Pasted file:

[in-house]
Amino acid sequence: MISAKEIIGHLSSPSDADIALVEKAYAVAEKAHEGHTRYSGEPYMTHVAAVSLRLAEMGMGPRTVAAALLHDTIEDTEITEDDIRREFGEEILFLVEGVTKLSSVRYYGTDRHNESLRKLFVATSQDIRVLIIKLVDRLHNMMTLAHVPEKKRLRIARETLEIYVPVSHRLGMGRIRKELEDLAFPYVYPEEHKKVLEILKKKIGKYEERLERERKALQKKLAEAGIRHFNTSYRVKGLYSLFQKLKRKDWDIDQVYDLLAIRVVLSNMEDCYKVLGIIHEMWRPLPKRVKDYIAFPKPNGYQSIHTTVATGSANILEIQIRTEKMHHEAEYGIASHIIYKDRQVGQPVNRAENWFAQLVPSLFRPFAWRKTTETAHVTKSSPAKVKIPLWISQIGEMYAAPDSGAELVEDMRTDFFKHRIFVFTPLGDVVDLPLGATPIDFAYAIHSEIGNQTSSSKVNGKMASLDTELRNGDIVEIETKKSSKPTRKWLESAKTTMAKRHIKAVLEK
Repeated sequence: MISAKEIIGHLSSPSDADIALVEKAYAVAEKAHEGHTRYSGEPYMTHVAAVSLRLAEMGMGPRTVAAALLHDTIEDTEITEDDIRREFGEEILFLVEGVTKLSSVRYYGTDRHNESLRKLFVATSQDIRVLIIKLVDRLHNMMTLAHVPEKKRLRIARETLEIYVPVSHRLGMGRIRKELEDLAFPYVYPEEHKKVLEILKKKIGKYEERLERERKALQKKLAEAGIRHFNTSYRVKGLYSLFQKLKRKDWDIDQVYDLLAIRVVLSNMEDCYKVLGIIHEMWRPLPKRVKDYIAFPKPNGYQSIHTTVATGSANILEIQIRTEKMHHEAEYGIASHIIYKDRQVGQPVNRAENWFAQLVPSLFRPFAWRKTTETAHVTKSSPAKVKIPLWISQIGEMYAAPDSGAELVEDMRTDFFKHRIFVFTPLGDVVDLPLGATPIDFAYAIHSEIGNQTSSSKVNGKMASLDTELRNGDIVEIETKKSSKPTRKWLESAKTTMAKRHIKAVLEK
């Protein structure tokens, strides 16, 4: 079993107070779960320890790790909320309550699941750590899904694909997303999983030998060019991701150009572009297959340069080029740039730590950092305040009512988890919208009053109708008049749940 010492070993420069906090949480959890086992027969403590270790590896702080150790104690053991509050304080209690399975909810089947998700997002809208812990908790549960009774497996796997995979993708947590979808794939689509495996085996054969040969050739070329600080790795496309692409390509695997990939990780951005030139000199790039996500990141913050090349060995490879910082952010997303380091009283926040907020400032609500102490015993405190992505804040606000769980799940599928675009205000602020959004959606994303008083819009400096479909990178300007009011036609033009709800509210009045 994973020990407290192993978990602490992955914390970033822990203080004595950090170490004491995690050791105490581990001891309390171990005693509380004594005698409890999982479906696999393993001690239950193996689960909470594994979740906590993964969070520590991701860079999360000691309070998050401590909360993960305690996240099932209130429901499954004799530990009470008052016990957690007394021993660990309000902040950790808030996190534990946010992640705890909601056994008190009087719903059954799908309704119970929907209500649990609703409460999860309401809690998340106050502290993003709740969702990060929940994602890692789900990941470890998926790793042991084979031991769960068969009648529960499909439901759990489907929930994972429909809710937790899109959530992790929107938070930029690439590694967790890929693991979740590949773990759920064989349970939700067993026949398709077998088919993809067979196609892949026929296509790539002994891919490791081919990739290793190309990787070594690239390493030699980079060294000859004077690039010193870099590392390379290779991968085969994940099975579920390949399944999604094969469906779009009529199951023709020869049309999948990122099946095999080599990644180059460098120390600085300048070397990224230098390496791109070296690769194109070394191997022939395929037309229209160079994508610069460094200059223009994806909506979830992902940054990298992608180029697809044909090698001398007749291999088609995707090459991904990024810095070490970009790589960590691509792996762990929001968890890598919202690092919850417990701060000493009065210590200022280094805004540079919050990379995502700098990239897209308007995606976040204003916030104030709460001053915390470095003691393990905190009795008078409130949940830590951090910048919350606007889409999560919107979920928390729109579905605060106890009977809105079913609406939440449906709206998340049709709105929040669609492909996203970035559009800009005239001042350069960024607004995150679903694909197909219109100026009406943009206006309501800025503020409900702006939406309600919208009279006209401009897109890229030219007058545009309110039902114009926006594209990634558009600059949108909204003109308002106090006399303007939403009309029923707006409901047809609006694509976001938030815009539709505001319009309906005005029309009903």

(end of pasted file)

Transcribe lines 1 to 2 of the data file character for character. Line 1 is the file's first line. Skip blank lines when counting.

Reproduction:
[in-house]
Amino acid sequence: MISAKEIIGHLSSPSDADIALVEKAYAVAEKAHEGHTRYSGEPYMTHVAAVSLRLAEMGMGPRTVAAALLHDTIEDTEITEDDIRREFGEEILFLVEGVTKLSSVRYYGTDRHNESLRKLFVATSQDIRVLIIKLVDRLHNMMTLAHVPEKKRLRIARETLEIYVPVSHRLGMGRIRKELEDLAFPYVYPEEHKKVLEILKKKIGKYEERLERERKALQKKLAEAGIRHFNTSYRVKGLYSLFQKLKRKDWDIDQVYDLLAIRVVLSNMEDCYKVLGIIHEMWRPLPKRVKDYIAFPKPNGYQSIHTTVATGSANILEIQIRTEKMHHEAEYGIASHIIYKDRQVGQPVNRAENWFAQLVPSLFRPFAWRKTTETAHVTKSSPAKVKIPLWISQIGEMYAAPDSGAELVEDMRTDFFKHRIFVFTPLGDVVDLPLGATPIDFAYAIHSEIGNQTSSSKVNGKMASLDTELRNGDIVEIETKKSSKPTRKWLESAKTTMAKRHIKAVLEK